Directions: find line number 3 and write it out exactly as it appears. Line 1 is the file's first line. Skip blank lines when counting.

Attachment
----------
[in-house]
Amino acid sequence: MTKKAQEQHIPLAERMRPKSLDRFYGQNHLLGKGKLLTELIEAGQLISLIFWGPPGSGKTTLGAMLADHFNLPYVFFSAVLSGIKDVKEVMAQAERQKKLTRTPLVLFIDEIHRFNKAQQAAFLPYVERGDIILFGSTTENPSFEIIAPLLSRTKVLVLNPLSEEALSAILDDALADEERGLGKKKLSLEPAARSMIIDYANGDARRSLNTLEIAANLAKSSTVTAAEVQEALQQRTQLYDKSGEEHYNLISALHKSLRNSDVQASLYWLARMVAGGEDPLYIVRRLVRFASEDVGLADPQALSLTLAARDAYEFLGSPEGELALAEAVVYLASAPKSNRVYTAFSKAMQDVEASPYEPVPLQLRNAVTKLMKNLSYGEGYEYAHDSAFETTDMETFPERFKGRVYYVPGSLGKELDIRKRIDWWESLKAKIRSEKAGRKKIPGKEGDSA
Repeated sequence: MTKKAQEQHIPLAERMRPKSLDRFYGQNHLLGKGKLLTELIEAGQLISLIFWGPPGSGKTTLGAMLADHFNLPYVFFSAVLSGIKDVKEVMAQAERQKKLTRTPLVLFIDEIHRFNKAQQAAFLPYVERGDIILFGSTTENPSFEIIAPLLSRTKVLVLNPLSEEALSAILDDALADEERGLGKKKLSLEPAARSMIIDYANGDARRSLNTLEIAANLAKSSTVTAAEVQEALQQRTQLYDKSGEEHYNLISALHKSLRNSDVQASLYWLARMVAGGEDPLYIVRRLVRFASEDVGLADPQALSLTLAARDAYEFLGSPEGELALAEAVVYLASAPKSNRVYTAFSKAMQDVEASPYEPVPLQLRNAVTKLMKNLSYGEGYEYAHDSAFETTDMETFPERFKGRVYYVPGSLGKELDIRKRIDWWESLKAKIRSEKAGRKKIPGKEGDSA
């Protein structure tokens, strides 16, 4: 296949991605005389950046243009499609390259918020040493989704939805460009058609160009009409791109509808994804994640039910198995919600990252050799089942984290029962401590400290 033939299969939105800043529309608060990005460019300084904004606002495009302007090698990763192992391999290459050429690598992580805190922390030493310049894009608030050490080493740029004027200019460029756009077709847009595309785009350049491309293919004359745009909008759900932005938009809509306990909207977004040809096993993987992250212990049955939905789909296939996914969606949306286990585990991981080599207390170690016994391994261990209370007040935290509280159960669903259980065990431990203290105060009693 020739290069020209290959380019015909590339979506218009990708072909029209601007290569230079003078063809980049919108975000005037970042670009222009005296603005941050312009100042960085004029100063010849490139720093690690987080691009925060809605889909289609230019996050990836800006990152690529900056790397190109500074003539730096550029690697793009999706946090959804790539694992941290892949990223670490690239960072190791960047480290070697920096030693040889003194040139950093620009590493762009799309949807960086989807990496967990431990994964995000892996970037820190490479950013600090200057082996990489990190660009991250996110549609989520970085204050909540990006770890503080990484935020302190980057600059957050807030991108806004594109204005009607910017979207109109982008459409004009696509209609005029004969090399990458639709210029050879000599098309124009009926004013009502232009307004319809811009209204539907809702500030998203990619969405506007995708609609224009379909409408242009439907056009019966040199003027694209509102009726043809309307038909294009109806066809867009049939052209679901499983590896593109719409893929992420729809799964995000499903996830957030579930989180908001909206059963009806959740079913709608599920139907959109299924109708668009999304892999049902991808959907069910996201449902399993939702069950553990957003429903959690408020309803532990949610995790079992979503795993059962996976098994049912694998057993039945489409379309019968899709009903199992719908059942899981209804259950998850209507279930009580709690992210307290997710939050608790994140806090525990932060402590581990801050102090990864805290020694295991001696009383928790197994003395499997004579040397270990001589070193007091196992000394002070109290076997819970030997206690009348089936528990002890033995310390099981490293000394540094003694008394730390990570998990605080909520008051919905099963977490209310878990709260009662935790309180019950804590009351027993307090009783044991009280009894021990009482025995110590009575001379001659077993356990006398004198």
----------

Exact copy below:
Repeated sequence: MTKKAQEQHIPLAERMRPKSLDRFYGQNHLLGKGKLLTELIEAGQLISLIFWGPPGSGKTTLGAMLADHFNLPYVFFSAVLSGIKDVKEVMAQAERQKKLTRTPLVLFIDEIHRFNKAQQAAFLPYVERGDIILFGSTTENPSFEIIAPLLSRTKVLVLNPLSEEALSAILDDALADEERGLGKKKLSLEPAARSMIIDYANGDARRSLNTLEIAANLAKSSTVTAAEVQEALQQRTQLYDKSGEEHYNLISALHKSLRNSDVQASLYWLARMVAGGEDPLYIVRRLVRFASEDVGLADPQALSLTLAARDAYEFLGSPEGELALAEAVVYLASAPKSNRVYTAFSKAMQDVEASPYEPVPLQLRNAVTKLMKNLSYGEGYEYAHDSAFETTDMETFPERFKGRVYYVPGSLGKELDIRKRIDWWESLKAKIRSEKAGRKKIPGKEGDSA